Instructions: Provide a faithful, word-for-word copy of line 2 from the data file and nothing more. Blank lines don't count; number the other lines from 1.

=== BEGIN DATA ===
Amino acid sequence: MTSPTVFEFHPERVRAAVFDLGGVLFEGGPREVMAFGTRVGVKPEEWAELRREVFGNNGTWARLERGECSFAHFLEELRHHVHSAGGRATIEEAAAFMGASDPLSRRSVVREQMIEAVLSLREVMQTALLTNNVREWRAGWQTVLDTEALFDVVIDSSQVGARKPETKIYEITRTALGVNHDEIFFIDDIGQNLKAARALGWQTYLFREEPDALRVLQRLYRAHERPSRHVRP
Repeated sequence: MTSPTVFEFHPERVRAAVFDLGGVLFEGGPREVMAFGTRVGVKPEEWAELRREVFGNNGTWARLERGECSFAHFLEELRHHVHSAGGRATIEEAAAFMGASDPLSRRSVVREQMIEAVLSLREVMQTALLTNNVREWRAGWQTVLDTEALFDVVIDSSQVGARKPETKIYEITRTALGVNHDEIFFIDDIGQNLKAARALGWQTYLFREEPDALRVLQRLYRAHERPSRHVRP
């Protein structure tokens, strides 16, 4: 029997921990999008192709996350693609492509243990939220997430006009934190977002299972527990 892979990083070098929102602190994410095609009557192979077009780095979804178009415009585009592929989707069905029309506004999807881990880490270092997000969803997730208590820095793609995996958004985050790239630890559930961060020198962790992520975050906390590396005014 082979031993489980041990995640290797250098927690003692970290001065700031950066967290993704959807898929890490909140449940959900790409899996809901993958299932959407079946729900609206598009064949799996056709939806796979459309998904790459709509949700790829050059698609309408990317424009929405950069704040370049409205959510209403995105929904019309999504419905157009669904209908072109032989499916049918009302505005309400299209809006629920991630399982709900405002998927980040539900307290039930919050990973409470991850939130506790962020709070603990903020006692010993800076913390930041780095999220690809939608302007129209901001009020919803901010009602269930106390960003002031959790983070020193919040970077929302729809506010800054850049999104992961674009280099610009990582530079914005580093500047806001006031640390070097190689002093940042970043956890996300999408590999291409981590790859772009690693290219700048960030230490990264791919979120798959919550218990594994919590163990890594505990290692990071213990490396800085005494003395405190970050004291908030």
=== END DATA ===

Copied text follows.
Repeated sequence: MTSPTVFEFHPERVRAAVFDLGGVLFEGGPREVMAFGTRVGVKPEEWAELRREVFGNNGTWARLERGECSFAHFLEELRHHVHSAGGRATIEEAAAFMGASDPLSRRSVVREQMIEAVLSLREVMQTALLTNNVREWRAGWQTVLDTEALFDVVIDSSQVGARKPETKIYEITRTALGVNHDEIFFIDDIGQNLKAARALGWQTYLFREEPDALRVLQRLYRAHERPSRHVRP